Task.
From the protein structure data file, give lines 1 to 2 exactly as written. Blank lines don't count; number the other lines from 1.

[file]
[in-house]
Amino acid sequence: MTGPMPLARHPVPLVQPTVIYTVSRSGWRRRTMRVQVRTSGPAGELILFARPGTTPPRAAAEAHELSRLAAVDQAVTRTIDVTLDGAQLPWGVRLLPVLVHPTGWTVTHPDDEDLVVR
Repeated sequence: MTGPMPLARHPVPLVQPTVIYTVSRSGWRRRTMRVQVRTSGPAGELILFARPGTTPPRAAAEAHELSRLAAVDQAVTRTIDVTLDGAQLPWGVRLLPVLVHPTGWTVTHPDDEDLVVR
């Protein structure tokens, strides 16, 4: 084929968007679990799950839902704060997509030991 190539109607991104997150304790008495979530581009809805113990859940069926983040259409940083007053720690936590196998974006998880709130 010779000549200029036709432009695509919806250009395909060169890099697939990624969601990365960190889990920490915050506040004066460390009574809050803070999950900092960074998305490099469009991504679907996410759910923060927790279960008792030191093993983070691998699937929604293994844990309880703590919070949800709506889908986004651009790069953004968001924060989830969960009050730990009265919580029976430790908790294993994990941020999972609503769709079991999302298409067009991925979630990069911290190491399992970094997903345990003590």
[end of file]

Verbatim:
[in-house]
Amino acid sequence: MTGPMPLARHPVPLVQPTVIYTVSRSGWRRRTMRVQVRTSGPAGELILFARPGTTPPRAAAEAHELSRLAAVDQAVTRTIDVTLDGAQLPWGVRLLPVLVHPTGWTVTHPDDEDLVVR